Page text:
And add to that the significant problem of big stories having to be covered by fewer people, or the internet-age problem of having to be firstest with the mostest to earn the capricious attention of revenue-earning search engines. It is a difficult game, and one where the teams are weakened by owners deciding that it is cheaper to deploy journalists of lesser experience and depth. A striking example in Bulgaria is the close-of-winter street protests; the Bulgarian-language media faced the test, and failed spectacularly, with reporting that was episodic, lacking context and background, unchallenging and unquestioning, fundamentally inaccurate (routinely referring to the “protesters” as if they were a monolithic whole, which the slightest scrutiny made it clear they were not) or simply confused. For those media that had been loyal cheerleaders of Boiko Borissov’s centre-right GERB government, coverage of the protests left them simply lost; reminiscent of serfs whose feudal lord suddenly had absented himself, leaving them dazed and confused in a field of barren stalks, dust and lacking any word of firm guidance about how to prepare for the coming season.
The established field of print media in Bulgaria is well-known; the big boys on the block, the owners of 24 Chassa and Trud, the former of which also rate highly, if not at the top, of online readership; and who were caught up in an exceedingly strange saga, involving allegations of criminal conduct subsequently dropped, when much of their coverage was hostile to the political establishment of the day. In the broadcast media, the ratings describe the dominant player as bTV and, to an increasing degree, TV7, well-resourced but also who have tended to pump the pom-poms for the now-previous government of the day. Ironically, in the Bulgarian context, there have been private media who have been much more enthusiastic about the official line than the public broadcasters, whatever the suspicions that media watchdogs may have about the latter in former communist parts of Europe, supposedly carrying over the His Master’s Voice habits of yore to whoever happens, in the case of Bulgaria, to be occupying the desks in the imposing pile that is 1 Dondoukov Boulevard.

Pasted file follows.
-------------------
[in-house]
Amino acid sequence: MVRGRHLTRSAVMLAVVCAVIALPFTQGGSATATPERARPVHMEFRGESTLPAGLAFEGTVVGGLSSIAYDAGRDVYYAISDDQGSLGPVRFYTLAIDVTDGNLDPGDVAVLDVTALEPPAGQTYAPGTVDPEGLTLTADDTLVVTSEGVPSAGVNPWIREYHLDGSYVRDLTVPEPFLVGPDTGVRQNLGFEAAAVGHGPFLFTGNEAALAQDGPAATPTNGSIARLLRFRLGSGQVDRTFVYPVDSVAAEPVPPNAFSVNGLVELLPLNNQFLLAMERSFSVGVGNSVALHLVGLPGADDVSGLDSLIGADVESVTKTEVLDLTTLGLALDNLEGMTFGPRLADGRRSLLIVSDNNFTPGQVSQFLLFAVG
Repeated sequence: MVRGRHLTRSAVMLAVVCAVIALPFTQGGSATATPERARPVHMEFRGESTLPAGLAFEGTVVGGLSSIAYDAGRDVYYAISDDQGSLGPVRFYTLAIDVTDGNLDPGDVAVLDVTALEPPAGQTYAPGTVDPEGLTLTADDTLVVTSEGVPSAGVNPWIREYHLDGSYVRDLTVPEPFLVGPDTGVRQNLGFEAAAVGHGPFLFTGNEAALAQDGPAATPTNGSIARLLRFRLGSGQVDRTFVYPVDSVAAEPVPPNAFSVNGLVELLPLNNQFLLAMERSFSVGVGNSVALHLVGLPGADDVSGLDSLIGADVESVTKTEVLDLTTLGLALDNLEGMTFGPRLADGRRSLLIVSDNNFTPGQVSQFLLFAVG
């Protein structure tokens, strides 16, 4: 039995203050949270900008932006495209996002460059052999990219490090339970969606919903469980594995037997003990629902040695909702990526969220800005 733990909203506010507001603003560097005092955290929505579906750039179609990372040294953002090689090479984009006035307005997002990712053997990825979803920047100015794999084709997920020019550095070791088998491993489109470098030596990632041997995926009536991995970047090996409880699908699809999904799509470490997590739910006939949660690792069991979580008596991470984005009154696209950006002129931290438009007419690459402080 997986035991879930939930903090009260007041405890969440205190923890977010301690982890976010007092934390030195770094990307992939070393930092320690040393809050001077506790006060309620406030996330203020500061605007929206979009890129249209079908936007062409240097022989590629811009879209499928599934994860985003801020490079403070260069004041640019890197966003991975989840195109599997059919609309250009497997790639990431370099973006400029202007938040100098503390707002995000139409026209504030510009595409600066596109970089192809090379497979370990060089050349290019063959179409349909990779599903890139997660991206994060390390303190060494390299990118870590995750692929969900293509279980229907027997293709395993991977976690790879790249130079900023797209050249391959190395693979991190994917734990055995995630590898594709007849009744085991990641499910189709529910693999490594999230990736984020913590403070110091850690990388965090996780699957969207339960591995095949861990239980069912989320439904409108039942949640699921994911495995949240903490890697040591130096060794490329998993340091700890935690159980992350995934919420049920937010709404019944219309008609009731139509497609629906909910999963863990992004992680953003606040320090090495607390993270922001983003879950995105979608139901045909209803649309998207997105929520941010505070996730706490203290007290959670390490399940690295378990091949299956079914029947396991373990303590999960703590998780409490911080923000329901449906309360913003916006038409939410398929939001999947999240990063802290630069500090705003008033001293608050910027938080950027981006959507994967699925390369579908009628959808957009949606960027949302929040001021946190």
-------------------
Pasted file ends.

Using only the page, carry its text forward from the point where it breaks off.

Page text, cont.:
Of course, stories of expanding media empires, as happened in Bulgaria in recent days, may merely be praiseworthy episodes of commercial success, of synergies, of the survival of the fittest-to-be media barons. Stories of mergers and acquisitions, the customary practice of commerce. Alternatively, for the more suspiciously-minded, further episodes in the contest, ultimately, for commercial influence. Especially considering that venturing into the media business is not now, and never has been, a form of get-rich-quick scheme. Ink then,and bandwidth now, costs money. That same contest for scarce advertising, and the similarly scarcity of funds for support for a diverse and independent media, is hardly the stuff that makes bank managers pass a quiet word to get out the superior brand of coffee for a client.